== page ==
Expressions of interest for the island close in late August.

This article was originally published by the Australian Financial Review.

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‘God told me’ to buy $23m home

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A Christian evangelist says he bought celebrity Tyler Perry’s mansion because God told him to.

Former businessman and head of David Turner International Ministries, David Turner, reportedly paid $US17.5 million ($23 million) for the Atlanta mansion in May, according to Atlanta real estate news website buckhead苏州美甲美睫培训学校.

“God literally told me to come here,” Turner told the website.

“I went online and I saw this house and that’s when I felt like God told me, ‘This is your house’.”

Perry, a film maker, author and playwright, can now add real estate record breaker to his extensive resume as the sale was the most expensive in the city’s history.

That’s despite knocking $US7.5 million from the initial asking price of $US25 million.

The French provincial style property sits on seven hectares above the Chattahoochee river and is inspired by Versailles’ Palace de Versailles.

Some of the extravagant amenities adding to the estate’s hefty price tag include the underground ballroom with catering kitchen, formal and informal gardens, and fully lit tennis court.

It also boasts a spa, home theatre, gym, library, caretakers’ cottage and infinity swimming pool.

Turner reportedly bought the seven-bedroom, 11-bathroom home fully furnished and has already moved in with his wife and two children.

The home’s front door opens to an impressive entry lobby with a grand wrought-iron staircase and almost comically large chandelier.

Adjacent is the dining room with double-height ceilings, a hand-painted mural with an enchanted forest theme and another flashy chandelier.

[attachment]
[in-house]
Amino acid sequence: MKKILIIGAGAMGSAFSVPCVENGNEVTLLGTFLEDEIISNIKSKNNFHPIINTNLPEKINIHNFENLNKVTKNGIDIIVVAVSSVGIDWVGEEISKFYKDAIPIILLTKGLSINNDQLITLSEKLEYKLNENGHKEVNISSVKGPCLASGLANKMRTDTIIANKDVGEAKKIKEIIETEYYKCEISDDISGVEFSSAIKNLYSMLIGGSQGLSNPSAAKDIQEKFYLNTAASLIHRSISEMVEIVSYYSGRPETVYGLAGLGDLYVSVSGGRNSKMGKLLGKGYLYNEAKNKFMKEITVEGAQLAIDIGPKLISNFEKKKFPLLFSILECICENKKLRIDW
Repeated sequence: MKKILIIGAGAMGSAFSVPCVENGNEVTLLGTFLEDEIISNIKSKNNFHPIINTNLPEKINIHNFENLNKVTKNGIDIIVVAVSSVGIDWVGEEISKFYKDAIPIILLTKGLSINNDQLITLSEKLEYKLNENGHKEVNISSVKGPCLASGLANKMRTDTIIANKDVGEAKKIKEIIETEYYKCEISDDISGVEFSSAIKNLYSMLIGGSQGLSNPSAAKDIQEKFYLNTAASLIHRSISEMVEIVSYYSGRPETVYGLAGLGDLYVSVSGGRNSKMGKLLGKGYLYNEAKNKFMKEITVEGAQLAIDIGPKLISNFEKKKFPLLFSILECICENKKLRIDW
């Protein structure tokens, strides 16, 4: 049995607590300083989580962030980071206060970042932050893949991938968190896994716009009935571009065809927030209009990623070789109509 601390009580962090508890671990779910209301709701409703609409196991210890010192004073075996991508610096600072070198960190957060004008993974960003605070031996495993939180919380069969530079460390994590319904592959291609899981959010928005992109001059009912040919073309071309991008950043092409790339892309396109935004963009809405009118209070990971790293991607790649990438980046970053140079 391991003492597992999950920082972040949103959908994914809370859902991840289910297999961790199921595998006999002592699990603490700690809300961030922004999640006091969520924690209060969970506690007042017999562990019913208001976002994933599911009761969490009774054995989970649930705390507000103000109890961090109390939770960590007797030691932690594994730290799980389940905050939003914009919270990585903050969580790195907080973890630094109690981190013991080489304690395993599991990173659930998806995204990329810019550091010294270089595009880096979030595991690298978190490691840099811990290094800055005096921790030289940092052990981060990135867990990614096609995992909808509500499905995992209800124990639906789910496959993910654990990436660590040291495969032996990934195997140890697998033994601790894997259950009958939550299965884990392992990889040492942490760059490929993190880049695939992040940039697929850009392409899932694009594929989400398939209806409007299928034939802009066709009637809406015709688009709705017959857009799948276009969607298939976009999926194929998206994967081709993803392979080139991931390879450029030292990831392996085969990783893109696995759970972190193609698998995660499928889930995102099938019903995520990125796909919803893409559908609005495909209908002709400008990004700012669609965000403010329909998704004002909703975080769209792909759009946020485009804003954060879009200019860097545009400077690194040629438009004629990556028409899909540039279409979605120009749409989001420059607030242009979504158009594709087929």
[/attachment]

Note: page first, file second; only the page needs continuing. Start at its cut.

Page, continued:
The family room is as large as some houses and chef-grade kitchen features two island kitchen benches and elaborate oak and glass cabinetry.

As well as expansive views of the river, the estate enjoys private access and has ‘presidential level’ security systems.

Perry owns multiple other estates in Atlanta amounting to 1000 acres, and has bought and sold several homes in New York and California.

David Turner made millions in the snack industry as the head of companies SunTree Snack Foods and Southwest Commodities, which he has since sold to run the David Turner International Ministries full time and host events around the world.

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Regional areas outpacing Sydney’s price growth

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South coast property on the rise as Sydneysiders chase good value

While Australia’s cities have been hot real estate markets in recent years, many regions have outpaced the typical hotspots over the past 12 months, a new report shows.

The Blue Mountains, Wollongong and the Central Coast actually outpaced Sydney’s house price growth, Knight Frank’s Australian Residential Review July 2016 revealed.

Houses in the Greater Sydney region increased 12.2 per cent over the 12 months to the first quarter 2016, while the Blue Mountains jumped 17.8 per cent. The Central Coast and Wollongong saw growth of 15 per cent and 13.6 per cent respectively.

Increased employment, being situated within a reasonable distance to the heightened construction activity of Sydney’s north-west and south-west growth corridors and population growth contributed to the price growth, Knight Frank’s director of residential research Australia, Michelle Ciesielski, said.

But the main driver was affordability.

“Residential markets located on the periphery of capital cities respond to heated property prices by providing a more affordable option for those priced-out of the more traditional metropolitan markets,” Ms Ciesielski said.

“In most instances these satellite cities also offer a reasonable proximity to the capital city by road and rail; whilst being amongst a scenic or coastal lifestyle when the working day is over.”

Homes are still available in the Blue Mountains under $600,000, Domain Group chief economist Andrew Wilson said.

“It’s a decision between affording to live in Sydney or drive two hours to work and people are choosing the commute,” Dr Wilson said.

As the Blue Mountains is “clearly the most affordable region” next to Sydney, those priced out of the markets would look for the next cab off the ranks.

“The suburban sprawl of Sydney has caught up and sooner rather than later we’ll consider Wollongong part of Sydney,” he said.

And given Sydney’s shape and geographical restrictions the spread can only go in so many directions, buyer’s agent for wHeregroup Todd Hunter said.

In particular, the Central Coast has been on his radar for increased demand and investment potential.

“Being commutable to Sydney is a huge bonus, but employment is now gaining momentum in the region itself, making it a lifestyle choice by many to live and work in the area. And value for money in housing, makes it a no brainer for many,” Mr Hunter said.